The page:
Chenrezig Home – Advice for Buddhists

wheel-of-life 3

(From Liberation in the Palm of Your Hand by Pabongka Rinpoche, advice on the Graduated Stages of the Path to Enlightenment). I am now dealing with this section, Taking Refuge in the Three Jewels.

(199) Advice on what to do after taking refuge in the Three Jewels

(200) Advice concerning each of the three jewels in turn

(201) Advice on what not to do.

As I am a Buddhist with a considerable amount of wisdom and compassion, in dealing with others a number of pieces of advice come to mind on what I believe modern day Buddhists in the east and the west struggle with when looking at what to do having become a Buddhist, a Mahayana Buddhist.

(From What is the Meaning of Enlightenment by Lharampa Geshe Vanessa Pollock Rinpoche.)

This advice concerns how to stop harming others when viewing and approaching others in your daily practice of Buddhism. Some of the precepts on taking refuge, what advice to live by and follow having become a Buddhist concerns not taking refuge in worldly objects and also not burdening others with unfair taxes and so forth. Learning how to be kind to others, respecting them and not being harmful to oneself or others. Furthermore, one should avoid associating with those who have wrong view, an incorrect perception and understanding of the selflessness of persons and of phenomena.

So, in light of this, I have written the following to help others understand what to do and what not to do when taking refuge in the Three Jewels.

Why It’s Important To Look Beyond the Title, Sex, Race, Social Status, and Skin Colour of a Person. Stop being so superficial.

I, for one, have been subjected to many racist attitudes in my time. Australian’s have shown a racist attitude towards me because I am not Tibetan and a sexist attitude toward me because I’m female. They have favored less knowledgeable, less realized, less devoted Tibetans over me simply because they were Tibetan and because I’m female.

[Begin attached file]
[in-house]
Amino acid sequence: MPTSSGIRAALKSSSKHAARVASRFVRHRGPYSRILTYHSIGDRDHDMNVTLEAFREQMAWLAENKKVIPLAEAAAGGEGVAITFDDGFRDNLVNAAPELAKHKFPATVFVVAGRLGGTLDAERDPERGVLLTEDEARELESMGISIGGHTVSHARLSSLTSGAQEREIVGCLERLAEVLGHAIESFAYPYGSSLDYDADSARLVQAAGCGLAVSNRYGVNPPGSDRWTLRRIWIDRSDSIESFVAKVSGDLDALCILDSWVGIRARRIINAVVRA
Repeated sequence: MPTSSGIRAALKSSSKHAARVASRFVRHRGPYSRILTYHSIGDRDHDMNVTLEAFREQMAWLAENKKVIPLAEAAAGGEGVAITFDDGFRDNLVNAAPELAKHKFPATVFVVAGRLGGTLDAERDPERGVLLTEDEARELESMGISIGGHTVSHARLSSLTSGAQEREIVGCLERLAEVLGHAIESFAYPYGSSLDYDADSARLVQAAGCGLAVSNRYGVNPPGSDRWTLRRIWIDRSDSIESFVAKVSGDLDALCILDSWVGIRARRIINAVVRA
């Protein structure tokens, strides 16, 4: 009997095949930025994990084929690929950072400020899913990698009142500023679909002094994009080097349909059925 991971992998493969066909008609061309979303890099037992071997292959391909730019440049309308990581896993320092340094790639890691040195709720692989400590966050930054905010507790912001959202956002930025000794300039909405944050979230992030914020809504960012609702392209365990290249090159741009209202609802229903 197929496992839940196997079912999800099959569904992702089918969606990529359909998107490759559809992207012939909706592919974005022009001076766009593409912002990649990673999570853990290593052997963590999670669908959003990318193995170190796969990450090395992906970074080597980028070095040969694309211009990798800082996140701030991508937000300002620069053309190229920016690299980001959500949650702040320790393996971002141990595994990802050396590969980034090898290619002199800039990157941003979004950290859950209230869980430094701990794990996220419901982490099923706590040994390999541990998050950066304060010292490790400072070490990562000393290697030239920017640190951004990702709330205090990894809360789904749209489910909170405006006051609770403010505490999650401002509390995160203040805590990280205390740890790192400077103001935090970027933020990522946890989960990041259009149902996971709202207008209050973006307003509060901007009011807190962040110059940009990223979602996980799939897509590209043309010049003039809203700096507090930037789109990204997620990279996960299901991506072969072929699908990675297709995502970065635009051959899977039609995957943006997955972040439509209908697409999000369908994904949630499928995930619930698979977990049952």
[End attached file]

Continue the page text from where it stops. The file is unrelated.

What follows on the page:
Equally however, Tibetans have displayed a racist attitude not just towards me, but towards many westerners, based purely on the fact we were born in the west and not in Tibet.

The point of this post however, is not really to aire any grievances I have with respect to this matter, but to show how critically important it is that we look beyond a person’s ethnicity, sex, skin colour, social status, and title before we formulate an opinion of just how good or bad that person is, or how suitable they are to perform a specific task. First and foremost we should analyse with a clear, unbiased mind the type of actions they perform, the words that they speak, and their mental outlook before trying to determine just how true or false their actions are, before we form some judgment about them in our minds. Ideally again however, we would live with a mind free from judgment per se, but rather be directed by a clear, insightful and penetrating wisdom and compassion that understands clearly the true nature of one’s own and other’s situation.